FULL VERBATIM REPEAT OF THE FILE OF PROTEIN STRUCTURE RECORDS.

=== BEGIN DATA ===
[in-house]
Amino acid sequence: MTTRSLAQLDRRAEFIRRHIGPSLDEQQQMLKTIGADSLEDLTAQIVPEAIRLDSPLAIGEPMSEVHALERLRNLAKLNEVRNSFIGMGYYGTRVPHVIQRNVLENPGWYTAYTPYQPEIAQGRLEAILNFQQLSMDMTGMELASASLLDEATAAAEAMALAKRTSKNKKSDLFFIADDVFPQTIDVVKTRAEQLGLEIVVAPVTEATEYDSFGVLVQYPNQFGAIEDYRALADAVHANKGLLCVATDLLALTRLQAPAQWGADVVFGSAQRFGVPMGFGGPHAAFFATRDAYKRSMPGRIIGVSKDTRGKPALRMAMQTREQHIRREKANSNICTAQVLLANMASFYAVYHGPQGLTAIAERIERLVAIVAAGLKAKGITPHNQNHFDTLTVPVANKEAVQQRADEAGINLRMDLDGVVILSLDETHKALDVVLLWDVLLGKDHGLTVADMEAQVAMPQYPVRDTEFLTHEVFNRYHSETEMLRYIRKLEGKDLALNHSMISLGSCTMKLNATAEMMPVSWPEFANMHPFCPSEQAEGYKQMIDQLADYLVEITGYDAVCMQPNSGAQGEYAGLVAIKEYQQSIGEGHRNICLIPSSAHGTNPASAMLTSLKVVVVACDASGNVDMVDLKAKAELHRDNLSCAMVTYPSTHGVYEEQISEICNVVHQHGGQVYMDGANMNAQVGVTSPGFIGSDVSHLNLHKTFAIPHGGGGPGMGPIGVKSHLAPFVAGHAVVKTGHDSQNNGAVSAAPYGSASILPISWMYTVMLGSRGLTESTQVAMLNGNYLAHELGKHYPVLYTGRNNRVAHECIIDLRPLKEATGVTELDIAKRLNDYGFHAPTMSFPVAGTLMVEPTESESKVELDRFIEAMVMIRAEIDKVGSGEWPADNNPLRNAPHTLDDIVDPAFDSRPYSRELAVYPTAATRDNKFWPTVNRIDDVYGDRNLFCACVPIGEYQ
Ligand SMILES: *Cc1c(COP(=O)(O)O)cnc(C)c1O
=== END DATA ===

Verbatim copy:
[in-house]
Amino acid sequence: MTTRSLAQLDRRAEFIRRHIGPSLDEQQQMLKTIGADSLEDLTAQIVPEAIRLDSPLAIGEPMSEVHALERLRNLAKLNEVRNSFIGMGYYGTRVPHVIQRNVLENPGWYTAYTPYQPEIAQGRLEAILNFQQLSMDMTGMELASASLLDEATAAAEAMALAKRTSKNKKSDLFFIADDVFPQTIDVVKTRAEQLGLEIVVAPVTEATEYDSFGVLVQYPNQFGAIEDYRALADAVHANKGLLCVATDLLALTRLQAPAQWGADVVFGSAQRFGVPMGFGGPHAAFFATRDAYKRSMPGRIIGVSKDTRGKPALRMAMQTREQHIRREKANSNICTAQVLLANMASFYAVYHGPQGLTAIAERIERLVAIVAAGLKAKGITPHNQNHFDTLTVPVANKEAVQQRADEAGINLRMDLDGVVILSLDETHKALDVVLLWDVLLGKDHGLTVADMEAQVAMPQYPVRDTEFLTHEVFNRYHSETEMLRYIRKLEGKDLALNHSMISLGSCTMKLNATAEMMPVSWPEFANMHPFCPSEQAEGYKQMIDQLADYLVEITGYDAVCMQPNSGAQGEYAGLVAIKEYQQSIGEGHRNICLIPSSAHGTNPASAMLTSLKVVVVACDASGNVDMVDLKAKAELHRDNLSCAMVTYPSTHGVYEEQISEICNVVHQHGGQVYMDGANMNAQVGVTSPGFIGSDVSHLNLHKTFAIPHGGGGPGMGPIGVKSHLAPFVAGHAVVKTGHDSQNNGAVSAAPYGSASILPISWMYTVMLGSRGLTESTQVAMLNGNYLAHELGKHYPVLYTGRNNRVAHECIIDLRPLKEATGVTELDIAKRLNDYGFHAPTMSFPVAGTLMVEPTESESKVELDRFIEAMVMIRAEIDKVGSGEWPADNNPLRNAPHTLDDIVDPAFDSRPYSRELAVYPTAATRDNKFWPTVNRIDDVYGDRNLFCACVPIGEYQ
Ligand SMILES: *Cc1c(COP(=O)(O)O)cnc(C)c1O